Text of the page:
The flight with Turkish Airlines via Istanbul was wonderful as well as surprisingly cheap considering I only booked a week before leaving. I’m so used to flying the most budget of European airlines that it was ultimate luxury. Free pillows? Good films on the telly? Edible vegetarian food? Turkish Airlines you have my heart! In Istanbul on my stopover I even bumped into an acquaintance from Bristol that I met at Glastonbury this year… the world is a small place.
Upon landing in India my Bristol pal kindly accompanied me out of Mumbai airport, through the visa checks, through customs, through the massive queues to change money and even helped me to order a taxi which was really nice. He’d been to India several times and said that Mumbai is ever changing… I was ready to be met with sweating masses and a hectic environment at the airport but instead was greeted with cool open spaces and massive art displays lining terminal two of Chhatrpati Shivaji airport.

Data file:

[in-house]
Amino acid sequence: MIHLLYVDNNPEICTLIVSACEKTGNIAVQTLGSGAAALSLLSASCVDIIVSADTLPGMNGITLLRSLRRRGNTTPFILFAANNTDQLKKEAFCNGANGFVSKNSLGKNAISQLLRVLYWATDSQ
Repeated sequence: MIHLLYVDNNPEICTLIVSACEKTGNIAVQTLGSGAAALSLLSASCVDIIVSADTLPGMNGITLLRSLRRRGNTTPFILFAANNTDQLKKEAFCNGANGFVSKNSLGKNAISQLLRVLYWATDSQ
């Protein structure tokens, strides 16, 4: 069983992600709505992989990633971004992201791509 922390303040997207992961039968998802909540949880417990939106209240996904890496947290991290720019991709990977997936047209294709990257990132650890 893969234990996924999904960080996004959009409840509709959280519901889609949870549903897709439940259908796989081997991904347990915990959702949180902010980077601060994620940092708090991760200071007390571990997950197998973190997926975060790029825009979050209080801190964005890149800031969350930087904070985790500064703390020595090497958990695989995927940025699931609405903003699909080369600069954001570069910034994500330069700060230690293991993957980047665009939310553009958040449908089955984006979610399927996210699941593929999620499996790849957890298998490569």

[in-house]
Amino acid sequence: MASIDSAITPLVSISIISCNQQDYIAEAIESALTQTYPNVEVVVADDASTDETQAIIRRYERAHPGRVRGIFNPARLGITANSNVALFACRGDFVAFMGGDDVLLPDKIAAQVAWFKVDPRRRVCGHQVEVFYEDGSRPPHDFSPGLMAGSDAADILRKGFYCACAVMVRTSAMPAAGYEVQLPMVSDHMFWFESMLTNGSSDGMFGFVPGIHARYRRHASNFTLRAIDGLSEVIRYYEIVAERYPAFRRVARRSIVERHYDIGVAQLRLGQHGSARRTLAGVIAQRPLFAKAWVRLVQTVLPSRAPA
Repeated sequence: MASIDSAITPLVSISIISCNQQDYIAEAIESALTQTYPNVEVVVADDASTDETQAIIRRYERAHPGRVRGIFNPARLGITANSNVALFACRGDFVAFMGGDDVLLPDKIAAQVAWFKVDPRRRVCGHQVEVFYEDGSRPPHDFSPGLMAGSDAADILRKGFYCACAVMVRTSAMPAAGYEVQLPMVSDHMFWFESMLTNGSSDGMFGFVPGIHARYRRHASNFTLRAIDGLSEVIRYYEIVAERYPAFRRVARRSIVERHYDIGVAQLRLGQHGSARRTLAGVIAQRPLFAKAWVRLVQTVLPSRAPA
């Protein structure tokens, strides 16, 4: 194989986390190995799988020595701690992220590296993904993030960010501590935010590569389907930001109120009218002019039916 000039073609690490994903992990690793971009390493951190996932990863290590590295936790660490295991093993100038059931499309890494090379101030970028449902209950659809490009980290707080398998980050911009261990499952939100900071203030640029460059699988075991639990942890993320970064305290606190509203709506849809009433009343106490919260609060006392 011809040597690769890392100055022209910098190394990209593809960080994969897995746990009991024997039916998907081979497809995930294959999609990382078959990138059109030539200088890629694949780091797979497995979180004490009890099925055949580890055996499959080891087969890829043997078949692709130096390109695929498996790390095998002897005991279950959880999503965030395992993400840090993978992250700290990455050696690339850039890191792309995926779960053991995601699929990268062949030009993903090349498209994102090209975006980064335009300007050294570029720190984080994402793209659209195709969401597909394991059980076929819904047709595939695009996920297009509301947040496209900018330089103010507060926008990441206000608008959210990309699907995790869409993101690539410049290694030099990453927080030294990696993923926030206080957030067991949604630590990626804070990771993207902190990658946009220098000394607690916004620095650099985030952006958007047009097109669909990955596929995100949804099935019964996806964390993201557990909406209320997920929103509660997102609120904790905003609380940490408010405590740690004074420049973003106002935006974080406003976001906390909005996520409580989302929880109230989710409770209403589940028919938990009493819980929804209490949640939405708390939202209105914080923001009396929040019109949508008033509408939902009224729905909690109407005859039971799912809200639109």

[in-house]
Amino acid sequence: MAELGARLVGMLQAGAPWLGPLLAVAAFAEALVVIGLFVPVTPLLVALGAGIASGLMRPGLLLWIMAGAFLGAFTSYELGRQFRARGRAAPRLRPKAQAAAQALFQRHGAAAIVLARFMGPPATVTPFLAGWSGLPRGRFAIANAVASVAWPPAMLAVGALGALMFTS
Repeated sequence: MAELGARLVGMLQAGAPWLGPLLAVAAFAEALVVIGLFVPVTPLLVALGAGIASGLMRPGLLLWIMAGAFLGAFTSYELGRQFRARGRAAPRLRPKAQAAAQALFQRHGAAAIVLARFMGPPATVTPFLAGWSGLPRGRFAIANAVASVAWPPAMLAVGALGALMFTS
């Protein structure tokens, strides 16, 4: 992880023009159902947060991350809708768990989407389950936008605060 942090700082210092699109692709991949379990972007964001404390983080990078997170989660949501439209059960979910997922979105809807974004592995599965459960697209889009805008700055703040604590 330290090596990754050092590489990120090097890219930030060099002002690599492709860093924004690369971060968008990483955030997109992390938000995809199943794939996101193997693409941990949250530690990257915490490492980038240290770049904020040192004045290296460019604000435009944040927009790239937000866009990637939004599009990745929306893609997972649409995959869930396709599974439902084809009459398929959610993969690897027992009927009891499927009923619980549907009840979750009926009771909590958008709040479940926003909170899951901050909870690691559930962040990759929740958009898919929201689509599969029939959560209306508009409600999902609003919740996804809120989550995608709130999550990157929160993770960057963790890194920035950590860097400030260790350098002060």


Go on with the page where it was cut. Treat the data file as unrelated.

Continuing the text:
Taxi ride from the airport down to Colaba
We parted ways and I took off in my little yellow and black taxi heading downwards towards Colaba in South Mumbai. The journey was fascinating, so much to see even at 6am! Dilapidated stalls lined the street in front of apartment blocks with a background of high rise hotels whilst old colonial style architecture juxtaposed with the new builds as it was left to decay with vines creeping over every surface and paintwork peeling. We crossed a long winding cable bridge which my taxi driver informed me was Sea Link road, officially Rajiv Gandhi Sea Link bridge, where I could see the freshly risen sun burning huge and red across the sea behind the Mumbai smog and urban skyline, lots of which is still in construction with many cranes atop roofs.